China says it strongly opposes 'U.S.-Taiwan political-military dialogue'

China on Wednesday said it is firmly opposed to the U.S. decision to hold a so-called "political-military dialogue" with Taiwan authorities, according to Foreign Ministry spokesperson Hua Chunying.

The U.S. State Department on Tuesday announced it planned to hold a videoconference with Taiwan authorities on Wednesday to discuss regional developments, Taiwan-U.S. military cooperation, and arms sales.

Speaking at the regular press conference, Chinese Foreign Ministry spokesperson Hua Chunying said that the U.S. move has seriously violated the one-China policy and the three China-U.S. joint communiques.

Noting the Taiwan question concerns China's sovereignty, territorial integrity and core interests, Hua said it is the most important and sensitive issue in China-U.S. relations.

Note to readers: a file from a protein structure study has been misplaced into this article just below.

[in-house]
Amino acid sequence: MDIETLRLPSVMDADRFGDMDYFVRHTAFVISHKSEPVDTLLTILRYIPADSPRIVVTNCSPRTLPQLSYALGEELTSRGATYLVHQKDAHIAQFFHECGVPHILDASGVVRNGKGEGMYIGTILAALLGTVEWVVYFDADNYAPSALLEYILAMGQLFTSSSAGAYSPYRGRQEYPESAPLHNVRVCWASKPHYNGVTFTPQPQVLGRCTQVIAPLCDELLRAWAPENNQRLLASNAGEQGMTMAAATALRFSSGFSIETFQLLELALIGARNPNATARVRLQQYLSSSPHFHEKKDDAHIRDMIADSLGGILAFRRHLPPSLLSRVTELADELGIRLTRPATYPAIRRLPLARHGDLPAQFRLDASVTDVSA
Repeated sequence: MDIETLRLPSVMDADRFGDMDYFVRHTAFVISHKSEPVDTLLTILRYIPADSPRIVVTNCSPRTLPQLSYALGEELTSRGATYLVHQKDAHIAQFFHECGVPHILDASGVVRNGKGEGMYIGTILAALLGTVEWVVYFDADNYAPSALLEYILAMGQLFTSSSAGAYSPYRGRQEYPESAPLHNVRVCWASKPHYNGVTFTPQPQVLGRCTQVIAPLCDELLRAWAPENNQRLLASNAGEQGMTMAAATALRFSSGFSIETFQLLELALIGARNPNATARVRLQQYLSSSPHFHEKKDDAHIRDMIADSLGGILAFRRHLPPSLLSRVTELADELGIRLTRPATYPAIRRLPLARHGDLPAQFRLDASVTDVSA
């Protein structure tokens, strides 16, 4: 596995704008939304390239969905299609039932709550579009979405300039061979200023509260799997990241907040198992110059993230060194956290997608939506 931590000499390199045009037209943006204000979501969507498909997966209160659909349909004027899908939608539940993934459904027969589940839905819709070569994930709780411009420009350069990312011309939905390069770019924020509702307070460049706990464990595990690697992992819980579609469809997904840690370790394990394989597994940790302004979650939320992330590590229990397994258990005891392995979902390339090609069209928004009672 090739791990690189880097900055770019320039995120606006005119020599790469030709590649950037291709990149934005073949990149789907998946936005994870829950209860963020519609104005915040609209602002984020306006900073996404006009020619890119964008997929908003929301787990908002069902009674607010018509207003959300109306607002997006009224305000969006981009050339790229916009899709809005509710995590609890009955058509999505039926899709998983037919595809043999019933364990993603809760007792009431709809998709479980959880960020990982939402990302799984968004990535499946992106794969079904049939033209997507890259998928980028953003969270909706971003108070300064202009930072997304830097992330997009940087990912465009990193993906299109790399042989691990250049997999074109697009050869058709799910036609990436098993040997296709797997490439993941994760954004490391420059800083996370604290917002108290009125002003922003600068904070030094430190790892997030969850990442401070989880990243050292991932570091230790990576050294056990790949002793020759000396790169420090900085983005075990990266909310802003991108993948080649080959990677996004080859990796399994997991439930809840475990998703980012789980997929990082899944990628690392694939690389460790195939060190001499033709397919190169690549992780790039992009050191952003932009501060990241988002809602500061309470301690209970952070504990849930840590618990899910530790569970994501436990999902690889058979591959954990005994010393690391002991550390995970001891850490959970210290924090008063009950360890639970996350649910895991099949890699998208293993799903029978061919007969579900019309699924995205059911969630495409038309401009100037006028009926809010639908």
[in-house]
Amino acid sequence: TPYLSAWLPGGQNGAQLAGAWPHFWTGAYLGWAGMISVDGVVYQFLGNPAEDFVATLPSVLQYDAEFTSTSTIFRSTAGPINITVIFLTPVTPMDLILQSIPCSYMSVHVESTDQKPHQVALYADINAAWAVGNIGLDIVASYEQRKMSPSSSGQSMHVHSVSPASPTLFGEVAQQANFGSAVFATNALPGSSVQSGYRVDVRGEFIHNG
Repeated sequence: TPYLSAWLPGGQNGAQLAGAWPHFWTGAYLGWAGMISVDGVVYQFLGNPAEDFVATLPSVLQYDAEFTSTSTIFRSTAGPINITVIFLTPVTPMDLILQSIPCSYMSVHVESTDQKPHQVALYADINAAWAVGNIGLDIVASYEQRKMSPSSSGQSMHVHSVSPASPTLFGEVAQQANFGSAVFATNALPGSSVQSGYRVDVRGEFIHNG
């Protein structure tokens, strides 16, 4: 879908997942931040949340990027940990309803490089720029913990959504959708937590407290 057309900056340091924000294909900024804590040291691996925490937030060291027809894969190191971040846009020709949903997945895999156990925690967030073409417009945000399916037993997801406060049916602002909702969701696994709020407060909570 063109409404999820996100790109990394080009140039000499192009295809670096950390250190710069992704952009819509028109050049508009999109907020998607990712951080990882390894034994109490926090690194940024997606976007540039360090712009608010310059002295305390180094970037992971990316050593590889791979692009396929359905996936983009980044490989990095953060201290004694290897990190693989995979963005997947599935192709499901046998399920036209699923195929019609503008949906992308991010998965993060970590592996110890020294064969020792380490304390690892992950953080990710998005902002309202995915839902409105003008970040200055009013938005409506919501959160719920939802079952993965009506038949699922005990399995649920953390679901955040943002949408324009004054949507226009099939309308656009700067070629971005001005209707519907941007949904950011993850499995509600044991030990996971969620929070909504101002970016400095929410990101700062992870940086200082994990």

"We urge the U.S. to earnestly abide by the one-China policy and the three China-U.S. joint communiques and stop its official exchange and military contact with Taiwan, lest it should further harm China-U.S. relations and cross-straits peace and stability," said the spokesperson.

She added that China will take legitimate and necessary reactions to firmly safeguard national sovereignty and security interests.

On the same day, Zhu Fenglian, a spokesperson for the State Council Taiwan Affairs also voiced firm opposition to the U.S. move, urging the U.S. side to stop sending out misleading signals to the "Taiwan independence" separatist forces.

She denounced the attempts by Democratic Progressive Party (DPP) authority in Taiwan to seek "Taiwan independence" relying on U.S. forces.

"It would only bring disaster to the Taiwan people," Zhu added.

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